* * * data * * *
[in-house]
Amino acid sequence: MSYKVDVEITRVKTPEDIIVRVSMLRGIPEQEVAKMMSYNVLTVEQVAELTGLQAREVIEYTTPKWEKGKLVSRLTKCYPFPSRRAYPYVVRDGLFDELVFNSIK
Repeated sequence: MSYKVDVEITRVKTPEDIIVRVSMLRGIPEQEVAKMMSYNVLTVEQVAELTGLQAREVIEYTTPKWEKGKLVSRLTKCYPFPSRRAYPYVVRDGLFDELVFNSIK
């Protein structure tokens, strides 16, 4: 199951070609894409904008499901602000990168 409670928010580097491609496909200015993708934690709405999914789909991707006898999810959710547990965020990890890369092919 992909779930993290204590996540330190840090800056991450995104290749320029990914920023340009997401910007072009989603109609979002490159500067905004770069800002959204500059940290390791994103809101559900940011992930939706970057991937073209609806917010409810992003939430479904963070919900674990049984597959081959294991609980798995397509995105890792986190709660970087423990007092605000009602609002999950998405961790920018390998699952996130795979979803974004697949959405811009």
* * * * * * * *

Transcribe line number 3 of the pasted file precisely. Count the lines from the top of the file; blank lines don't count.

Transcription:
Repeated sequence: MSYKVDVEITRVKTPEDIIVRVSMLRGIPEQEVAKMMSYNVLTVEQVAELTGLQAREVIEYTTPKWEKGKLVSRLTKCYPFPSRRAYPYVVRDGLFDELVFNSIK